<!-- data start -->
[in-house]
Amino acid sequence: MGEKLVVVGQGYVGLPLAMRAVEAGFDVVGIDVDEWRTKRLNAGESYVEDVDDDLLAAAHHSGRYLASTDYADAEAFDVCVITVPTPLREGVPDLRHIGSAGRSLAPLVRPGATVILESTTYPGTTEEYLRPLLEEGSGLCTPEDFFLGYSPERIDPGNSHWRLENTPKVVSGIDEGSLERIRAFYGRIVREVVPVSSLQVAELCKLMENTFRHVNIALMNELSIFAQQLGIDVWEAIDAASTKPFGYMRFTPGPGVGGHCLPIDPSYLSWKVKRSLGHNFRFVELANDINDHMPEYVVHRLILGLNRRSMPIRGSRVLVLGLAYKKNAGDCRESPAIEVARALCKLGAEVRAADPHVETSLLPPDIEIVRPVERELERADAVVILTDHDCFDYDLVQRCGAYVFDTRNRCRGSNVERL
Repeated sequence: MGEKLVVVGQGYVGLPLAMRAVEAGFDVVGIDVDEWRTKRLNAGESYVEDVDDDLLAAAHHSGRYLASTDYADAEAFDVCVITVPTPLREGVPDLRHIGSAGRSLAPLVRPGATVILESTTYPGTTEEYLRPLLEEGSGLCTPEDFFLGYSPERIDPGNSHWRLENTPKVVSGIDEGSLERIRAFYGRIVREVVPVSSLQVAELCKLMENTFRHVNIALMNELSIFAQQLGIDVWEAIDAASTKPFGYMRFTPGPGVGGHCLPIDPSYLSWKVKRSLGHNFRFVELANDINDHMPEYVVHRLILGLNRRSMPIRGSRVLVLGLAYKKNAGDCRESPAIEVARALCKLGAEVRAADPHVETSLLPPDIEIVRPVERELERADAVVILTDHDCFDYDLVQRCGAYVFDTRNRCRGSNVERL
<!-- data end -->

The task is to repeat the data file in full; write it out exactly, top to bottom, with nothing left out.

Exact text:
[in-house]
Amino acid sequence: MGEKLVVVGQGYVGLPLAMRAVEAGFDVVGIDVDEWRTKRLNAGESYVEDVDDDLLAAAHHSGRYLASTDYADAEAFDVCVITVPTPLREGVPDLRHIGSAGRSLAPLVRPGATVILESTTYPGTTEEYLRPLLEEGSGLCTPEDFFLGYSPERIDPGNSHWRLENTPKVVSGIDEGSLERIRAFYGRIVREVVPVSSLQVAELCKLMENTFRHVNIALMNELSIFAQQLGIDVWEAIDAASTKPFGYMRFTPGPGVGGHCLPIDPSYLSWKVKRSLGHNFRFVELANDINDHMPEYVVHRLILGLNRRSMPIRGSRVLVLGLAYKKNAGDCRESPAIEVARALCKLGAEVRAADPHVETSLLPPDIEIVRPVERELERADAVVILTDHDCFDYDLVQRCGAYVFDTRNRCRGSNVERL
Repeated sequence: MGEKLVVVGQGYVGLPLAMRAVEAGFDVVGIDVDEWRTKRLNAGESYVEDVDDDLLAAAHHSGRYLASTDYADAEAFDVCVITVPTPLREGVPDLRHIGSAGRSLAPLVRPGATVILESTTYPGTTEEYLRPLLEEGSGLCTPEDFFLGYSPERIDPGNSHWRLENTPKVVSGIDEGSLERIRAFYGRIVREVVPVSSLQVAELCKLMENTFRHVNIALMNELSIFAQQLGIDVWEAIDAASTKPFGYMRFTPGPGVGGHCLPIDPSYLSWKVKRSLGHNFRFVELANDINDHMPEYVVHRLILGLNRRSMPIRGSRVLVLGLAYKKNAGDCRESPAIEVARALCKLGAEVRAADPHVETSLLPPDIEIVRPVERELERADAVVILTDHDCFDYDLVQRCGAYVFDTRNRCRGSNVERL